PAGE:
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Fresh from the land of Eiffel Tower, Thierry Henry and French fries (where, incidentally, they just call them “fries”) comes another brooding gem of a film that might look ordinary on the surface but turns out to be anything but. Mainstream Hollywood conventions have been tinkered with, characterisation takes precedence over anything else and not since Virginie Ledoyen in The Beach has a young, French bombshell made such a stunningly sexy impact. All this over a simple swimming pool…

Swimming Pool (Rental)
Despite the overwhelming French flavour, British actress Charlotte Rampling heads the line-up as the bookish, conservative Sarah Morton, a writer who is desperately trying to find a muse in which to hook into another mystery novel. She seeks silent refuge in her publisher’s secluded holiday home in the south of France, anticipating that the peace and quiet might get her creative juices flowing.

Enter Julie (Ludivine Sagnier, the bombshell in question), the publisher’s young, nubile daughter. Like chalk and cheese, the two characters now sharing the country hideaway have nothing in common. Sarah desperately craves some tranquillity, while Julie can’t help but let her inquisitive mind and free-spirited persona take over. The end result is a direct clash of personalities, with Sarah becoming more and more disturbed by Julie’s sexual exploits and general carefree nature.

While very little actually happens in terms of plot points in the film the ensuing drama and tension is explored with a deft touch that will keep you interested for the entire 100 minutes. Charlotte Rampling is a proven pro when it comes to stage and screen, and by pairing her up with a young up-and-comer who just oozes sensuality the film becomes overwhelmingly compelling. Director Francois Ozon never lets the sex override the real focus of the story, preferring to put two entirely different screen presences together and see what happens.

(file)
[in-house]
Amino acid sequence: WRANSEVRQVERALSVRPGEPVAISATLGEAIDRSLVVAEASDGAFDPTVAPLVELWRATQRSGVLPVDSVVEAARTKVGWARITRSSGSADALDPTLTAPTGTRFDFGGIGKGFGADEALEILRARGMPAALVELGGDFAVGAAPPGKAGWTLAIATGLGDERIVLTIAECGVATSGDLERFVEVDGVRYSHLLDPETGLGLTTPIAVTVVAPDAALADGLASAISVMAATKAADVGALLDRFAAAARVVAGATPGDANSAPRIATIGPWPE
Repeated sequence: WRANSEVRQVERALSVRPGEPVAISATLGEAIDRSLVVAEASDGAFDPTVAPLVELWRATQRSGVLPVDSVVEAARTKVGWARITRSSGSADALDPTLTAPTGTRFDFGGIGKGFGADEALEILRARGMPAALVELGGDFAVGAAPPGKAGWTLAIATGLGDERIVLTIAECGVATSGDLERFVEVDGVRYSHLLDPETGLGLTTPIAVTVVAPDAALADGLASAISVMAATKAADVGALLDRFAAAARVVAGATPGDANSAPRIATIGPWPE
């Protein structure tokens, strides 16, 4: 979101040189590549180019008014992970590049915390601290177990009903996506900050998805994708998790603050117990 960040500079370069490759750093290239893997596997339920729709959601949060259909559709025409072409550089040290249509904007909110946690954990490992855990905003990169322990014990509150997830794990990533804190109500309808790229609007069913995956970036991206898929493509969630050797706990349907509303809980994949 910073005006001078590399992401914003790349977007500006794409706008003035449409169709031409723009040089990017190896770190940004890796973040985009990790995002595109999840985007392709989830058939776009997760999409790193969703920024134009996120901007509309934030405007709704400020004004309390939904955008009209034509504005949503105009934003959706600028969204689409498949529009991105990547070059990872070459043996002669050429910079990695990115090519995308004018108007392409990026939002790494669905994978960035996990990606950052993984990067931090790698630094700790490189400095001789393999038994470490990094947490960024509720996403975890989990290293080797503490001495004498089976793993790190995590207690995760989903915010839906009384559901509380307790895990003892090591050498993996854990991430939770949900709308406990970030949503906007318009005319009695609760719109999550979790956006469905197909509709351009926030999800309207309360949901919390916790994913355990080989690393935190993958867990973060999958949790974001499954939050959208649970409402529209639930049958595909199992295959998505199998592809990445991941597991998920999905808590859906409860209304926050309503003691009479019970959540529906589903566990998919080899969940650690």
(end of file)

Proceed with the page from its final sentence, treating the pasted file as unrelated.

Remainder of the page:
The most obvious standout in the film is Sagnier, who plays things like she’s been around for years yet captures the innocence and freedom of Julie’s character exceptionally well. Disregarding the fact she spends the majority of the film without any clothes, she’s an absolute knockout and may well find herself following a similar career path to Virginie Ledoyen, who has forged on in France to great success. With very little in the way of a support cast it’s a good thing that the two main players nail their characters from the outset, otherwise the film may well have drifted along with little impact.

Part of the official selection at Cannes, there’s no doubt Swimming Pool is for cinema fans first and foremost. This is the kind of stuff Cannes eats for breakfast, not surprisingly creating some serious buzz before the film’s official release in cinemas around the globe. Arthouse it may be, but there’s really very little to distinguish this film from the variety of dramas that earn critical acclaim in the coveted US market. Swimming Pool deserved more during its theatrical run, and not even the critics could coax most movie-goers to plod along to this one. Still, it’s good to see there’s another avenue for the film to reach a grateful audience. And for those worrying about subtitles, this is Director Ozon’s first English-language film, and definitely not his last real winner.